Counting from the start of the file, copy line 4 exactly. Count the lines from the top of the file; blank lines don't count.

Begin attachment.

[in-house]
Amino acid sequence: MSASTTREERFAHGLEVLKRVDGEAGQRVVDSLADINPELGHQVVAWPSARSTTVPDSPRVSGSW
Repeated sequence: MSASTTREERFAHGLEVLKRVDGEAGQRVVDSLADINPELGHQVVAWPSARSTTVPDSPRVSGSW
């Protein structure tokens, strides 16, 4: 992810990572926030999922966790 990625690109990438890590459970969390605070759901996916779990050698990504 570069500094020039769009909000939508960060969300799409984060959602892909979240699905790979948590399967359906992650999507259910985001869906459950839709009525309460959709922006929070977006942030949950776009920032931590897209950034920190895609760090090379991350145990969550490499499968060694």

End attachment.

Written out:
């Protein structure tokens, strides 16, 4: 992810990572926030999922966790 990625690109990438890590459970969390605070759901996916779990050698990504 570069500094020039769009909000939508960060969300799409984060959602892909979240699905790979948590399967359906992650999507259910985001869906459950839709009525309460959709922006929070977006942030949950776009920032931590897209950034920190895609760090090379991350145990969550490499499968060694």